November 26, 2004
Officials at Arizona State University are taking steps to limit what goes in the campus newspaper after student editors published a photo that outraged the administration, editors and professors say.
The editors, legal experts and some ASU journalism faculty say if the administration doesn’t back off, it will violate the First Amendment and more than 30 years of case law.
Last month, The State Press published a fullpage photo of a woman’s bare breast pierced through the nipple for an article about exotic body piercing.
The black-and-white photo ran on the back page of the Oct. 7 edition. Nearly 20,000 copies were distributed free on campus and in downtown Tempe.
ASU President Michael Crow’s office received a number of complaints, said Virgil Renzulli, vice president for public affairs. One was from homebuilder Ira Fulton, who has donated nearly $60 million to the university.
"This is not a censorship issue," Renzulli said. "There are certain things that do not belong in a newspaper."
State Press editor Cameron Eickmeyer defended the image as tasteful, artistic and appropriate for college students. The paper’s editorial board of 10 student editors voted unanimously to run the photo after deliberation because it represented the story well, Eickmeyer said.
"We knew there was going to be a reaction," Eickmeyer said. "We thought it was worth it."
On Oct. 14, Juan Gonzales, vice president of student affairs, met with Eickmeyer and threatened to cut funding and force the paper off campus, Eickmeyer said. Gonzales didn’t return calls for comment.
The paper receives about 10 percent of its annual budget — about $150,000 — from ASU to pay administrative costs, such as utility bills. The rest comes from advertising, said State Press adviser Kristin Gilger.
ASU journalism professors came to the paper’s defense. Seventeen of the 21 full-time faculty members at the Walter Cronkite School of Journalism and Mass Communication signed a resolution praising the paper’s "efforts against censorship."
Eickmeyer said he hasn’t heard from the administration since. The paper continues to operate from its location in the Matthews Center on campus.
Now, the administration wants to establish an editorial policy for content in the newspaper. Administrators met last month with Gilger and Steve Doig, interim director of the Walter Cronkite School of Journalism and Mass Communication, but they couldn’t come to a consensus. Student editors weren’t invited to the meeting and aren’t invited to one scheduled next month.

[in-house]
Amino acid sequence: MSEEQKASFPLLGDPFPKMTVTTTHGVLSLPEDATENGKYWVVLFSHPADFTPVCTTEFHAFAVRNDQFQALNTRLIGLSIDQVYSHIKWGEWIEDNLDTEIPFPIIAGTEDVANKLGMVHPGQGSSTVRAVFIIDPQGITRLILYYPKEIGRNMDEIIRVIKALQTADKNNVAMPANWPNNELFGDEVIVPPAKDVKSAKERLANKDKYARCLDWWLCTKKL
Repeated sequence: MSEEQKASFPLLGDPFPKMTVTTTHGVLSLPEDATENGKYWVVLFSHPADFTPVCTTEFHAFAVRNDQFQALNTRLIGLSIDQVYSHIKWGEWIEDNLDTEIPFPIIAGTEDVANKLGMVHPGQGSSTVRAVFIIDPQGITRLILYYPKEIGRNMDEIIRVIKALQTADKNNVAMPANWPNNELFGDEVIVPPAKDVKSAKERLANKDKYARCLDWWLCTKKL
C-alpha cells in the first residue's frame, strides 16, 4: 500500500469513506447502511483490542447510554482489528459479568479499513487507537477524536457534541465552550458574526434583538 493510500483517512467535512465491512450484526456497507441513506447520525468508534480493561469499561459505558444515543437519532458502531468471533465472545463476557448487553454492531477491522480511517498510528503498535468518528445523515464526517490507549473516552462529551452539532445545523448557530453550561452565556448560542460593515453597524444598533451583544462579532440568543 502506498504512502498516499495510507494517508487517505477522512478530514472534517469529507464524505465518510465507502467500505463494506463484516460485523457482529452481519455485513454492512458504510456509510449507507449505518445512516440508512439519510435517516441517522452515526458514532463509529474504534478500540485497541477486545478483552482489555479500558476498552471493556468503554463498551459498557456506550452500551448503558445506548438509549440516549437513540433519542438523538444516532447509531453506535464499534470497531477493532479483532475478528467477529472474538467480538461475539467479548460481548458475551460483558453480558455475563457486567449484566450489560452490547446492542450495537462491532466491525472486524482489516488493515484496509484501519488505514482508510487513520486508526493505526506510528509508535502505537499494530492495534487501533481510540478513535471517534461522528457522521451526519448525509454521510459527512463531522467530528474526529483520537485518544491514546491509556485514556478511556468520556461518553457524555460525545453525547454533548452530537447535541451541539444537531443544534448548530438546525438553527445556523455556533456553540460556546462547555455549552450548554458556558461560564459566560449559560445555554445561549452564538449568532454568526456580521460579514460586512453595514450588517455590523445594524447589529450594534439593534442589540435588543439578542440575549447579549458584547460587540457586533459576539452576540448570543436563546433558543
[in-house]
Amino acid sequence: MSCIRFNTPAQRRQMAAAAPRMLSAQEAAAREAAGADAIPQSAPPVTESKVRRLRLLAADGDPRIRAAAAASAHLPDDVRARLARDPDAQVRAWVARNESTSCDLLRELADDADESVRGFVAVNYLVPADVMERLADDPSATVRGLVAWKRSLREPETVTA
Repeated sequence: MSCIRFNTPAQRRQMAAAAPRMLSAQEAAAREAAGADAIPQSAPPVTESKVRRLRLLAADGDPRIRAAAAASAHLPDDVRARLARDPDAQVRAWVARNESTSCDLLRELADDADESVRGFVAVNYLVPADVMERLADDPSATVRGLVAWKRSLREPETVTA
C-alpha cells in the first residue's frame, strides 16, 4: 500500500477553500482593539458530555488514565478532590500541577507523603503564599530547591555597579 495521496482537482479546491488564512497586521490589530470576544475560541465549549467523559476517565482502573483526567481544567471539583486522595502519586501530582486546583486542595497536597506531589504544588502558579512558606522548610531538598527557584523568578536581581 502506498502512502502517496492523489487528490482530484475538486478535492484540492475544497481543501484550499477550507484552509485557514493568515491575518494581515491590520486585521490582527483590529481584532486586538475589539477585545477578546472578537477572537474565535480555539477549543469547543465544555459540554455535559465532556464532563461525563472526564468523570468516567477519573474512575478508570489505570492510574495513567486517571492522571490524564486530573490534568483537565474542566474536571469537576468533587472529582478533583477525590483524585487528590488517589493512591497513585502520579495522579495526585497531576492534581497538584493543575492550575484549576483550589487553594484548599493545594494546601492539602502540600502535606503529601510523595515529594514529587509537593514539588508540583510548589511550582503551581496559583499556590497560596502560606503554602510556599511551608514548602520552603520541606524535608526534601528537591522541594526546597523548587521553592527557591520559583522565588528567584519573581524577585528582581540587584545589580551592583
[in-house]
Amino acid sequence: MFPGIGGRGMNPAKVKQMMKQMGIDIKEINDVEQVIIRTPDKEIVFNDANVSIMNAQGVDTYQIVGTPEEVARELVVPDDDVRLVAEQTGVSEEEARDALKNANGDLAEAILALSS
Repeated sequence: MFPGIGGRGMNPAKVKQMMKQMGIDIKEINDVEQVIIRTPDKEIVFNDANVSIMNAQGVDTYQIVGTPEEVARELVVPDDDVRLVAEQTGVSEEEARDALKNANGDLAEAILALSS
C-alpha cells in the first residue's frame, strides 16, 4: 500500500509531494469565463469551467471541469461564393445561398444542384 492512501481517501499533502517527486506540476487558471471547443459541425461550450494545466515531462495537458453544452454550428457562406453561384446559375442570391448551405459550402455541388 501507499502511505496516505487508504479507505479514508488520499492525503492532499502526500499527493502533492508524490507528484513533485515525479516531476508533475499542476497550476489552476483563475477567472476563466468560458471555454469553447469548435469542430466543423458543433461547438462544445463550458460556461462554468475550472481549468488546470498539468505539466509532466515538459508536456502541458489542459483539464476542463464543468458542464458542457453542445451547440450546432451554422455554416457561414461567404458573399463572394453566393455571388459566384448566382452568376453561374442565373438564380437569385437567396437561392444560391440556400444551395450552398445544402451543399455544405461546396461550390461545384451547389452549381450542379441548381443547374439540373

"ASU has asked The State Press to provide editorial content policies that provide explanations on how editorial decisions are made in relation to content, including photographs," according to an ASU press release.
However, no policy can give the administration veto power over what is published, said Mike Hiestand, a legal consultant with the Student Press Law Center in Arlington, Va.
"They’re talking about wholesale censorship," Hiestand said.
Student editors have final say, except in rare cases where publishing would risk substantial disorder or violence, interrupt classes and class work, or interfere with school discipline, Hiestand said.
"It is entirely within the right and power of students and editors of The State Press," Doig said.
Numerous court rulings have forbidden officials at state colleges and universities from censoring student newspapers because they don’t like the content. Prohibited activities include suspending editors, removing repugnant material, withdrawing financial support, and forbidding controversial articles.
Two members of the Student Media Advisory Board said they stand by the decision of Eickmeyer and the other student editors. The 10-member board, made up of five ASU employees, two students and three newspaper employees, selects The State Press editor each semester.
Tom Blodgett, assistant sports editor at The Arizona Republic and the chairman of the Student Media Advisory Board, said he believes the student editors did their due diligence before publishing the photo. It isn’t necessarily a decision he would have made, though, he said.
"I expressed my point of view and own reservations about it," he said.
The State Press plays closer to the cultural cutting edge than other publications because of its readership, Blodgett said.
Board member Chris Lavelle, the Tribune’s Internet services director, said the bottom line is student editors have the right to make decisions and not everyone will agree with them. Like Blodgett, she said she might not have made the same choice.
"The State Press is about and for the student body," Lavelle said. "But the students also should understand they have a huge responsibility. The audience also includes donors, faculty, and others," she said.
Doig said he believes an editorial policy would only create opportunity for more confrontation. Eickmeyer said he also thinks it’s a bad move.
"A solution that is Draconian is going to be loselose for everybody," Doig said. Everyone needs to step back and take a deep breath, he added.
"What needs to be explored carefully and rationally would be for State Press to be completely independent from ASU," Doig said.